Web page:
Meet Elyn, a new French startup that recently raised a $2.7 million (€2.5 million) pre-seed funding round led by Headline and Sequoia Arc. The company wants to offer some flexibility when it comes to e-commerce online payments. Instead of paying for items before they are even shipped, Elyn lets customers try before you buy something.
This experience may sound familiar if you have bought items on Zalando, a popular e-commerce clothing retailer in Europe that has turned its try-before-you-buy option into one of its key selling points. Essentially, when it’s time to pay for items in your online cart, Zalando customers get multiple payment options. They can enter their card details or use PayPal like on any other website.
But they also have the option to pay later. This isn’t a Klarna-like "buy now, pay later" option with the ability to spread a large payment over several installments. Users enter their payment card details and their card gets charged a few days after receiving the items.
This way, if you changed your mind and want to return an item, you can block the payment before it even occurs. This is particularly important when you’re selling clothes because it can be hard to pick the right size. Items may also look different when you can actually see them in person.
There are more than 300 people working for Zalando Payments specifically. That gives you a sense of the importance of the company’s in-house payment solution. If you can find the same T-shirt on Zalando or on another clothing store, you may decide to buy on Zalando based on this feature alone.
Making ‘try-before-you-buy’ mainstream
Many companies could benefit from this kind of payment experience. That’s why Elyn wants to offer try-before-you-buy to smaller retailers and brands. This is particularly important in France and other European markets where credit cards are nowhere as widespread as in the U.S. The product currently works with Shopify with other e-commerce platforms coming soon.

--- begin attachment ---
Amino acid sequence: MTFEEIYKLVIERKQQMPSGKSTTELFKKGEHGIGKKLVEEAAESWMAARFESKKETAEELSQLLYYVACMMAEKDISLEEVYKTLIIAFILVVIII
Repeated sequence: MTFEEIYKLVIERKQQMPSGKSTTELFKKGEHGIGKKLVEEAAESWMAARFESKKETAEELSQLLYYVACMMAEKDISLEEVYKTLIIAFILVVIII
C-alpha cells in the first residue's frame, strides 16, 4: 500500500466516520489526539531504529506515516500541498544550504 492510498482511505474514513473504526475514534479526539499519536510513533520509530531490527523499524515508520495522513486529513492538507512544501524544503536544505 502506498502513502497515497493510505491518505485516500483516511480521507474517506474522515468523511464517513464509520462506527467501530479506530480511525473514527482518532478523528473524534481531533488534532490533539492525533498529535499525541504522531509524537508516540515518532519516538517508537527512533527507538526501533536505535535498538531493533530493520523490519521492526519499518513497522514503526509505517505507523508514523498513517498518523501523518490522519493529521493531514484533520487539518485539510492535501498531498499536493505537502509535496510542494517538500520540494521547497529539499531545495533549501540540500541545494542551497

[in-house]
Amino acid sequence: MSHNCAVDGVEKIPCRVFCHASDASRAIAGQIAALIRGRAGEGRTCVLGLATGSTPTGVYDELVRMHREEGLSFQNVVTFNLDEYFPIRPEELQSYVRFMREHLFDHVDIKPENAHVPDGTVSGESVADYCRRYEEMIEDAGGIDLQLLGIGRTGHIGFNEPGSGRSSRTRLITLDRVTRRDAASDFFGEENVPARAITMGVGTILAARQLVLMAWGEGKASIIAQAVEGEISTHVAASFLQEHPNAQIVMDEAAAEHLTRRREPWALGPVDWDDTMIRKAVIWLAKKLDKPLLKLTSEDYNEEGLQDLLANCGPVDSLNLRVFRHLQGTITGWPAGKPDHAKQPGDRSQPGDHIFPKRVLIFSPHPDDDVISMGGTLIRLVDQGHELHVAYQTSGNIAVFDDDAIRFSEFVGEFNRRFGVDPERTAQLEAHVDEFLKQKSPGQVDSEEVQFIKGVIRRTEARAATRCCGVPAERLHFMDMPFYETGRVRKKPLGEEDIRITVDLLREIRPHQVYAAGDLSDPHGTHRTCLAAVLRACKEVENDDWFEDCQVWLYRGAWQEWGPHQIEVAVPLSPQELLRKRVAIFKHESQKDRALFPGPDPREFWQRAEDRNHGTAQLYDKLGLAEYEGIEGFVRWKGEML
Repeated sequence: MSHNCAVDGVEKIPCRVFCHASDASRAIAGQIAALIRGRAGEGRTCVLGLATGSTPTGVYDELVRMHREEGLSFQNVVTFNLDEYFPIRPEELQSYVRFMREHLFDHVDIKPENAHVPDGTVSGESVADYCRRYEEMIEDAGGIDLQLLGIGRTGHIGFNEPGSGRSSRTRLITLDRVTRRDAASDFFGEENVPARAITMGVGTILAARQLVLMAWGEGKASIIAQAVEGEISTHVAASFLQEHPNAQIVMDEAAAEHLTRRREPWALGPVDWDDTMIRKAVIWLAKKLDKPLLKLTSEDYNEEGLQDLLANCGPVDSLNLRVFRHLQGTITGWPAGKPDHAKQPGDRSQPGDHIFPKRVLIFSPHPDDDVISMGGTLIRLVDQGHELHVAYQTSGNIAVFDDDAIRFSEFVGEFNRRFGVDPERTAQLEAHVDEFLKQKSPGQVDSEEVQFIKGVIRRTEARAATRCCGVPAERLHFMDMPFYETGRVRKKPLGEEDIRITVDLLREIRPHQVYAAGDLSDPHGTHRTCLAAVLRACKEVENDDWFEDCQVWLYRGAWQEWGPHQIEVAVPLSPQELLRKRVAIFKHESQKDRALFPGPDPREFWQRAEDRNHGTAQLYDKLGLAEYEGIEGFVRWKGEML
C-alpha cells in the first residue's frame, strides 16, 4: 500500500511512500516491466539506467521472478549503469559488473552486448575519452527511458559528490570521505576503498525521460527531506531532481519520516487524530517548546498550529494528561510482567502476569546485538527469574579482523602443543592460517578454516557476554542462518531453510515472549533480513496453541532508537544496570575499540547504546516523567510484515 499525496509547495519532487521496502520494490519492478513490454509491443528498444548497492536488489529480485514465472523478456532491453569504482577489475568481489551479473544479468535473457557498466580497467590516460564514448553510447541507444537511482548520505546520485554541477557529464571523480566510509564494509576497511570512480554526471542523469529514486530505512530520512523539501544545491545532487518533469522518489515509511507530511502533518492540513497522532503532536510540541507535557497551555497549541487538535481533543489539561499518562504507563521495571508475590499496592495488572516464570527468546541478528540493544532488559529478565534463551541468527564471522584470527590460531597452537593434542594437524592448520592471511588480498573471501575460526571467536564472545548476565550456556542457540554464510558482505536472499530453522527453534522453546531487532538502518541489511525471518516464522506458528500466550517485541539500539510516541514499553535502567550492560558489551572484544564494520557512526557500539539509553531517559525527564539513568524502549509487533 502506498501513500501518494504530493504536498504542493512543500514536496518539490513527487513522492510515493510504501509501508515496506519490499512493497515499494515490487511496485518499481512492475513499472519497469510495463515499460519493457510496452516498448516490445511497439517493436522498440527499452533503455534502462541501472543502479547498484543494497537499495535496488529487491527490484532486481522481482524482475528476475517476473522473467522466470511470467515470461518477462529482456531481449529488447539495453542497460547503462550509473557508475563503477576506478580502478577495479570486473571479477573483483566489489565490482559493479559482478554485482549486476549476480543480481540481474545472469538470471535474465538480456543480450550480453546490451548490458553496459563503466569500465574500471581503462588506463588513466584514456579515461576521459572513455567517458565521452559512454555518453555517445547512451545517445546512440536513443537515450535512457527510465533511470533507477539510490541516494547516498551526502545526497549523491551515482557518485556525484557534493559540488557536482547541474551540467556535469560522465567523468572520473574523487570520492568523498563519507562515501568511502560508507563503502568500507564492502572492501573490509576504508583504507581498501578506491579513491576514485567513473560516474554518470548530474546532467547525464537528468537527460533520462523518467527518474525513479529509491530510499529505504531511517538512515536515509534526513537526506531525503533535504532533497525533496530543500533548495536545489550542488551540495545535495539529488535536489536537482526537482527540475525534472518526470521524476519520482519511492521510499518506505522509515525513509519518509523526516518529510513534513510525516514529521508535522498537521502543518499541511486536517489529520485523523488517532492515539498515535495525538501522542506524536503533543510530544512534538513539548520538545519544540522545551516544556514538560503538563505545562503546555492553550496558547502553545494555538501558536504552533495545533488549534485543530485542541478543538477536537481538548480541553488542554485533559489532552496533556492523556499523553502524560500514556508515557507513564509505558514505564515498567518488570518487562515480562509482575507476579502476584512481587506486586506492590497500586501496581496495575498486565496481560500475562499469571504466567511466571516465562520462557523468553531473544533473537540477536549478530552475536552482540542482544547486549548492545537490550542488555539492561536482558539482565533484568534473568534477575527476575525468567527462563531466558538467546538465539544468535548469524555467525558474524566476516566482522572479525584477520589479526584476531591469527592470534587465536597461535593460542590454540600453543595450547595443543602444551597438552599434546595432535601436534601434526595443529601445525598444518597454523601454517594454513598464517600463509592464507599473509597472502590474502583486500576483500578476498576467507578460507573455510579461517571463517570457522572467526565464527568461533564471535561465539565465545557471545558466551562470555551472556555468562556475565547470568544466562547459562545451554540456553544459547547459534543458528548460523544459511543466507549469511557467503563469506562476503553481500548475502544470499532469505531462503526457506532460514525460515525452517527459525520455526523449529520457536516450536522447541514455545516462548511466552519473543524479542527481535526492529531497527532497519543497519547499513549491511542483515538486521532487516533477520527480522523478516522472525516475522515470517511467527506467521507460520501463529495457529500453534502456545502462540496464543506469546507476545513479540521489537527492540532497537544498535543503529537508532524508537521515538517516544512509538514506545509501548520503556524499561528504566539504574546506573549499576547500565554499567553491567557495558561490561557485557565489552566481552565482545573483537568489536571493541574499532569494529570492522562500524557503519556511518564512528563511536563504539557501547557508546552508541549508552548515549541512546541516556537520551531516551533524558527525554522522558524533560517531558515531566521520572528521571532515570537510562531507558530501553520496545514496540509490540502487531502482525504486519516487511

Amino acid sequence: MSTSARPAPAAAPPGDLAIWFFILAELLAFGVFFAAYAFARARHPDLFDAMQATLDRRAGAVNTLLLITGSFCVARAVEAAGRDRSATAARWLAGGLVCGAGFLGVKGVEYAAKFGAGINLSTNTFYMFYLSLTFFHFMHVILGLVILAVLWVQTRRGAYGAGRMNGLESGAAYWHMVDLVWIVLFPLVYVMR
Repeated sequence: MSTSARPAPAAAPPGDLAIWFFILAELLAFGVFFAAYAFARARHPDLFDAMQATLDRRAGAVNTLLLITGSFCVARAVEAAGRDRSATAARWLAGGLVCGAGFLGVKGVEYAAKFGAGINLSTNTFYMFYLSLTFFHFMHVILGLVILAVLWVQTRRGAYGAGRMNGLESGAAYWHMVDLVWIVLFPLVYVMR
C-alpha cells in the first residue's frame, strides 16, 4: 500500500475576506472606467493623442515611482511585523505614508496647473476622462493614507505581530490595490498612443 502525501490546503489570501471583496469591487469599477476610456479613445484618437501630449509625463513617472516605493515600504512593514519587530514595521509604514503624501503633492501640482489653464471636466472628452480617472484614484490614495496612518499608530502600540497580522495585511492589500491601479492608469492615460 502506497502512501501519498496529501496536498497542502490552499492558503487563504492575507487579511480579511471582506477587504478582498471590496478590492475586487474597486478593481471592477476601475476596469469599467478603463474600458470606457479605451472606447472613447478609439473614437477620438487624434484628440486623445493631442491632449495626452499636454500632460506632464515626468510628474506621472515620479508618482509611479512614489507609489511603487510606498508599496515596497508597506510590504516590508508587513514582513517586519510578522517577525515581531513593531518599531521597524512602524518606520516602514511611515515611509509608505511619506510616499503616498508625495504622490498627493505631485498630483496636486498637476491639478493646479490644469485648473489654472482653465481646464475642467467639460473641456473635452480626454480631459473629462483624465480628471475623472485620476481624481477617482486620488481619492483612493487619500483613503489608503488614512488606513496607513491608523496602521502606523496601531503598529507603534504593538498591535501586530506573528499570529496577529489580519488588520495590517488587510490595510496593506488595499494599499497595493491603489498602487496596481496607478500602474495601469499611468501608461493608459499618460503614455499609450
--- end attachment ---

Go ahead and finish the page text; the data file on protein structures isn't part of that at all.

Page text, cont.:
Once you start thinking about try-before-you-buy, you realize that it is intrinsically connected with returns. That’s why Elyn not only offers try-before-you-buy, but also handles the return system.
“With try-before-you-buy, you only pay for what you decide to keep,” Elyn co-founder and CEO El Mehdi Hachad told me. “We are also helping retailers with their returns so that return requests are turned into exchanges directly in the return interface that we provide.”
When a customer wants to return an item, Elyn asks you a couple of questions to narrow down the reason why you want to return something. Is it the wrong size or the wrong color? Do you want to get your money back? Do you want the same item in a different size? Do you want another item? Do you want a gift card?
If people just want to be reimbursed, Elyn will offer you a gift card with a bit more money than what you originally spent so that retailers don’t have to spend money from their cash balance.
If customers want the same item in a different size, Elyn can look in the retailer’s inventory directly and set the item aside if it’s available. Depending on the option that you select, Elyn can seamlessly adjust the upcoming card transaction. This is a smoother experience for the end customer as they don’t need to send something back, wait for the reimbursement and buy something else a week or two later.
By default, Elyn gives you five days to decide whether you want to keep something or not. The startup tracks packages so that it can send you an email when your package arrives to explain payment details and include a link to the return portal.
In order to avoid payment defaults, Elyn uses pre-authorization requests to verify the validity of Visa, Mastercard and CB cards. The startup charges transaction fees based on successful sales net of returns.
“The way we see the variety of payment options and services is that you want to offer something for every use case,” Hachad said. Some customers just want to enter their card details and move on. Others only want to pay with PayPal. Some people want to buy now and pay later using Klarna, Alma, Scalapay or another BNPL payment option. In some cases, customers like the convenience of Apple Pay.
And now, Elyn believes it can add another logo to the checkout flow for people who want to slightly delay their online payment. All these payment companies are tackling cart abandonment. Adding more options can improve the conversion rate. And it’s true that improving gross merchandise volume is a good way to convince online retailers that they should use your payment product.
In addition to Headline and Arc, Motier Ventures (Galeries Lafayette owners’ family office), Financière Saint James, Marc Menasé (Founders Future) and Guillaume Princen also invested in the startup.